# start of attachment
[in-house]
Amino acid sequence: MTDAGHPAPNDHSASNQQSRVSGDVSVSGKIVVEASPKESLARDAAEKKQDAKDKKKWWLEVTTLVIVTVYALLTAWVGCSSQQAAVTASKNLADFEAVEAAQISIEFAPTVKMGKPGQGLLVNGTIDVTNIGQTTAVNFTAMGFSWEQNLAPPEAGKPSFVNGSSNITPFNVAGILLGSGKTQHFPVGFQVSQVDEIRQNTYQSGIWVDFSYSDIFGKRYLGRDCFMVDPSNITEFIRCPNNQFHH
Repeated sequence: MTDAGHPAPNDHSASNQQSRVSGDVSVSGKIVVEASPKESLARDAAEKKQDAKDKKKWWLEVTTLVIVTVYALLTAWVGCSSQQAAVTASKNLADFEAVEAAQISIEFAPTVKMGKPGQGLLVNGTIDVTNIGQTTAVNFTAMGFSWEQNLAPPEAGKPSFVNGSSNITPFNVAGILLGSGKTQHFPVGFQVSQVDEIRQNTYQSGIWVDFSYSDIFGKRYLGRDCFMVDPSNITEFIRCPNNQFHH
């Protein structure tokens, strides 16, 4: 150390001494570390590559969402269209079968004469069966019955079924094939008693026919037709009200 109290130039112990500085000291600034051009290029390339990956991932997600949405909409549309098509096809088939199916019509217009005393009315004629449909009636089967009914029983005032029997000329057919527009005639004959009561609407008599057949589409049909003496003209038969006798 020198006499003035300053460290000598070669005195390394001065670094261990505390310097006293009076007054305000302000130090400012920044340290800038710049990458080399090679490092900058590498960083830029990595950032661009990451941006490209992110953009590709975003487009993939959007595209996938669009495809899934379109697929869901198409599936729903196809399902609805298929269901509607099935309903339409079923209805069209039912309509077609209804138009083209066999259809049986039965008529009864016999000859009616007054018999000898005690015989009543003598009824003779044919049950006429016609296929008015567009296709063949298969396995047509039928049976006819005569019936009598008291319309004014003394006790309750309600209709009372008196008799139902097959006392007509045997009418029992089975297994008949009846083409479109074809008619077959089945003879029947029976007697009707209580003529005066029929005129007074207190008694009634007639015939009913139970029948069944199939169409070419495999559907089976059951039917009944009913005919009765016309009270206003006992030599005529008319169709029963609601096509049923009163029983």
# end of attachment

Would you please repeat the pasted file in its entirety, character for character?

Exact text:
[in-house]
Amino acid sequence: MTDAGHPAPNDHSASNQQSRVSGDVSVSGKIVVEASPKESLARDAAEKKQDAKDKKKWWLEVTTLVIVTVYALLTAWVGCSSQQAAVTASKNLADFEAVEAAQISIEFAPTVKMGKPGQGLLVNGTIDVTNIGQTTAVNFTAMGFSWEQNLAPPEAGKPSFVNGSSNITPFNVAGILLGSGKTQHFPVGFQVSQVDEIRQNTYQSGIWVDFSYSDIFGKRYLGRDCFMVDPSNITEFIRCPNNQFHH
Repeated sequence: MTDAGHPAPNDHSASNQQSRVSGDVSVSGKIVVEASPKESLARDAAEKKQDAKDKKKWWLEVTTLVIVTVYALLTAWVGCSSQQAAVTASKNLADFEAVEAAQISIEFAPTVKMGKPGQGLLVNGTIDVTNIGQTTAVNFTAMGFSWEQNLAPPEAGKPSFVNGSSNITPFNVAGILLGSGKTQHFPVGFQVSQVDEIRQNTYQSGIWVDFSYSDIFGKRYLGRDCFMVDPSNITEFIRCPNNQFHH
């Protein structure tokens, strides 16, 4: 150390001494570390590559969402269209079968004469069966019955079924094939008693026919037709009200 109290130039112990500085000291600034051009290029390339990956991932997600949405909409549309098509096809088939199916019509217009005393009315004629449909009636089967009914029983005032029997000329057919527009005639004959009561609407008599057949589409049909003496003209038969006798 020198006499003035300053460290000598070669005195390394001065670094261990505390310097006293009076007054305000302000130090400012920044340290800038710049990458080399090679490092900058590498960083830029990595950032661009990451941006490209992110953009590709975003487009993939959007595209996938669009495809899934379109697929869901198409599936729903196809399902609805298929269901509607099935309903339409079923209805069209039912309509077609209804138009083209066999259809049986039965008529009864016999000859009616007054018999000898005690015989009543003598009824003779044919049950006429016609296929008015567009296709063949298969396995047509039928049976006819005569019936009598008291319309004014003394006790309750309600209709009372008196008799139902097959006392007509045997009418029992089975297994008949009846083409479109074809008619077959089945003879029947029976007697009707209580003529005066029929005129007074207190008694009634007639015939009913139970029948069944199939169409070419495999559907089976059951039917009944009913005919009765016309009270206003006992030599005529008319169709029963609601096509049923009163029983």